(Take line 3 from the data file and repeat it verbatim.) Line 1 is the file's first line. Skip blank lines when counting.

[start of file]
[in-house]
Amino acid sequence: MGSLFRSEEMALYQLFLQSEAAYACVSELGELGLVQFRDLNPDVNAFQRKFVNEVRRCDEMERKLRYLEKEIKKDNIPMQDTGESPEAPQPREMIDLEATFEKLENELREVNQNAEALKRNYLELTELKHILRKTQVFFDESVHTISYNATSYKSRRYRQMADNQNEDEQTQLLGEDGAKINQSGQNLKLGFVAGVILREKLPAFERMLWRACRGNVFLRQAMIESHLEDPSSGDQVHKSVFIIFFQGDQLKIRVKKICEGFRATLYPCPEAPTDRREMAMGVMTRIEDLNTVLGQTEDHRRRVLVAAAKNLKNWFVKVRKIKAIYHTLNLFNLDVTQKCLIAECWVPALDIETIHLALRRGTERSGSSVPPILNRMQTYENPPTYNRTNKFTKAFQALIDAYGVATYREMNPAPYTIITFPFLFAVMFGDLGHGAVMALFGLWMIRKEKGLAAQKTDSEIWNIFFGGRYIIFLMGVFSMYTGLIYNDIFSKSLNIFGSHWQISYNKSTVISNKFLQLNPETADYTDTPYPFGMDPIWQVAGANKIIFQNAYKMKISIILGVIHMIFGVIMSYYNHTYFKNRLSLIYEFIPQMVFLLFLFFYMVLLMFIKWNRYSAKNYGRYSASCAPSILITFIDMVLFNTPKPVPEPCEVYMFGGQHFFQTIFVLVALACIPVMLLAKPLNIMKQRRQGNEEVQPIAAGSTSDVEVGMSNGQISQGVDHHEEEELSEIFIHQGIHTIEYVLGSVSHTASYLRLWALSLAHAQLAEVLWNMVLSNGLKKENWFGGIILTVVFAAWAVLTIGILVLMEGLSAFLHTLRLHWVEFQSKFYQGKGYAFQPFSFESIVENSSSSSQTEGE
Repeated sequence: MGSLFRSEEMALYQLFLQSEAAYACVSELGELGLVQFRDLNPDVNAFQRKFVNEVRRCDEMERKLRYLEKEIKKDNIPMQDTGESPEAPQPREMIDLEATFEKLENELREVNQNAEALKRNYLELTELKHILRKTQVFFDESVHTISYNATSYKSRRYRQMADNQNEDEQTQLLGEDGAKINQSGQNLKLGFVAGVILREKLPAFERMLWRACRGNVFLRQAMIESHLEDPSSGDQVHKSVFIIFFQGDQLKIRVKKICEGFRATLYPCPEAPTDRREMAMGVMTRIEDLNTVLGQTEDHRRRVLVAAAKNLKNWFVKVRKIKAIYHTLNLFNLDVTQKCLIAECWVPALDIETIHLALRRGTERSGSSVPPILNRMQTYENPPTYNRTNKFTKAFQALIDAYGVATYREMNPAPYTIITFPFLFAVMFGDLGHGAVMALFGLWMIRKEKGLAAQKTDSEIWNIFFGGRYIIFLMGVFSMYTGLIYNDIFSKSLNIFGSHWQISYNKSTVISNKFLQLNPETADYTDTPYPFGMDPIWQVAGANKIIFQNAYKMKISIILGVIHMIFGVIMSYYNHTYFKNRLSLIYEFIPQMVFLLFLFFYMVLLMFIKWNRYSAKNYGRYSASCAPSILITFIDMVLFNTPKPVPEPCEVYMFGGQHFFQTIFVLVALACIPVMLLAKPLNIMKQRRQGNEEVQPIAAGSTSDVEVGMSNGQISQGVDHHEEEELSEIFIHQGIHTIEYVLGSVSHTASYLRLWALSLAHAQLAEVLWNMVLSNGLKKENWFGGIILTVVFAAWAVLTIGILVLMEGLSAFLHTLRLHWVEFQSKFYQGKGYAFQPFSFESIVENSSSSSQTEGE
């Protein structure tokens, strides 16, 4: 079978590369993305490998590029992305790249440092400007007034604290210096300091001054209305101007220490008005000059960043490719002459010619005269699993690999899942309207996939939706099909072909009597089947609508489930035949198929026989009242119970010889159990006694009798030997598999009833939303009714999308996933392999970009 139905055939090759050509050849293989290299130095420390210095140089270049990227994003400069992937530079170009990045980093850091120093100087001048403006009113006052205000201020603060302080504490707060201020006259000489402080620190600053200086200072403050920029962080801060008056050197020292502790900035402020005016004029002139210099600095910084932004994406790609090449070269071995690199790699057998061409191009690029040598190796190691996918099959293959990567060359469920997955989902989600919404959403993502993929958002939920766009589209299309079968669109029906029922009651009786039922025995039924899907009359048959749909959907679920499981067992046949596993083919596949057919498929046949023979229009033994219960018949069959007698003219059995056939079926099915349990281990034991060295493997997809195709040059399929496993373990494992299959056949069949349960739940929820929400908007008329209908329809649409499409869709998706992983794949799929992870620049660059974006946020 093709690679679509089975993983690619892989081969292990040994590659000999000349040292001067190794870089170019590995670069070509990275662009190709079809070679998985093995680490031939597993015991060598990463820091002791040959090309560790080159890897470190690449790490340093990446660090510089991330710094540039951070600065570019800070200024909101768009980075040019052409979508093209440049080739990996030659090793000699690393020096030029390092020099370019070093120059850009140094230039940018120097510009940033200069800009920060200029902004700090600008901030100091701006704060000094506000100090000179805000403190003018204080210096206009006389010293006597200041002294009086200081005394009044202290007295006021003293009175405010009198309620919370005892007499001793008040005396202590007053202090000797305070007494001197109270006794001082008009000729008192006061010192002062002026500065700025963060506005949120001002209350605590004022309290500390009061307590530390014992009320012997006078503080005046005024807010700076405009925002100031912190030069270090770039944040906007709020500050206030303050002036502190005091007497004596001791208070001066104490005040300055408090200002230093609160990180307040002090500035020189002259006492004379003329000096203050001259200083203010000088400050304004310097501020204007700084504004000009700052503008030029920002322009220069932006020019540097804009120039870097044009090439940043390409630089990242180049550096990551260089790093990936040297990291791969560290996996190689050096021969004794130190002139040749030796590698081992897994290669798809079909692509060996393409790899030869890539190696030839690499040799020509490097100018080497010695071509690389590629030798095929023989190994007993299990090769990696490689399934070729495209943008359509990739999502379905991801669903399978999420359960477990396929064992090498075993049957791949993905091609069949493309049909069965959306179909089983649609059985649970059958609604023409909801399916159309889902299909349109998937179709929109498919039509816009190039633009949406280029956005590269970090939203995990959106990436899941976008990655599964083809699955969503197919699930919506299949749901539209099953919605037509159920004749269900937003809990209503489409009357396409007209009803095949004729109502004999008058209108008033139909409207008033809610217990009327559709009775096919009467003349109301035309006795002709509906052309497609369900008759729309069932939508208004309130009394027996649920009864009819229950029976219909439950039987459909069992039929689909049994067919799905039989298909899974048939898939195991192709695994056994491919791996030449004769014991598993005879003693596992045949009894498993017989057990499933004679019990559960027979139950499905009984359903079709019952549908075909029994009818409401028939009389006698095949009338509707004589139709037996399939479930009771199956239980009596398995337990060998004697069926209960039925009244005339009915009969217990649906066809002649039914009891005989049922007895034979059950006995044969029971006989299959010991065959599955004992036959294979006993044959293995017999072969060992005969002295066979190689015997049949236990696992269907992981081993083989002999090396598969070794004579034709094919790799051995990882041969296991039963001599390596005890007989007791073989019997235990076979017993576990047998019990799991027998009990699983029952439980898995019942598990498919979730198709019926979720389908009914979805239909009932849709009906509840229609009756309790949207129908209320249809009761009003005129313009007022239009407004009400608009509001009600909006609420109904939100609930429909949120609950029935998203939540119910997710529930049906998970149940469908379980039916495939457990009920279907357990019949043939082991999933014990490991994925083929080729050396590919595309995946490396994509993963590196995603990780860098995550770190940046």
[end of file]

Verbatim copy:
Repeated sequence: MGSLFRSEEMALYQLFLQSEAAYACVSELGELGLVQFRDLNPDVNAFQRKFVNEVRRCDEMERKLRYLEKEIKKDNIPMQDTGESPEAPQPREMIDLEATFEKLENELREVNQNAEALKRNYLELTELKHILRKTQVFFDESVHTISYNATSYKSRRYRQMADNQNEDEQTQLLGEDGAKINQSGQNLKLGFVAGVILREKLPAFERMLWRACRGNVFLRQAMIESHLEDPSSGDQVHKSVFIIFFQGDQLKIRVKKICEGFRATLYPCPEAPTDRREMAMGVMTRIEDLNTVLGQTEDHRRRVLVAAAKNLKNWFVKVRKIKAIYHTLNLFNLDVTQKCLIAECWVPALDIETIHLALRRGTERSGSSVPPILNRMQTYENPPTYNRTNKFTKAFQALIDAYGVATYREMNPAPYTIITFPFLFAVMFGDLGHGAVMALFGLWMIRKEKGLAAQKTDSEIWNIFFGGRYIIFLMGVFSMYTGLIYNDIFSKSLNIFGSHWQISYNKSTVISNKFLQLNPETADYTDTPYPFGMDPIWQVAGANKIIFQNAYKMKISIILGVIHMIFGVIMSYYNHTYFKNRLSLIYEFIPQMVFLLFLFFYMVLLMFIKWNRYSAKNYGRYSASCAPSILITFIDMVLFNTPKPVPEPCEVYMFGGQHFFQTIFVLVALACIPVMLLAKPLNIMKQRRQGNEEVQPIAAGSTSDVEVGMSNGQISQGVDHHEEEELSEIFIHQGIHTIEYVLGSVSHTASYLRLWALSLAHAQLAEVLWNMVLSNGLKKENWFGGIILTVVFAAWAVLTIGILVLMEGLSAFLHTLRLHWVEFQSKFYQGKGYAFQPFSFESIVENSSSSSQTEGE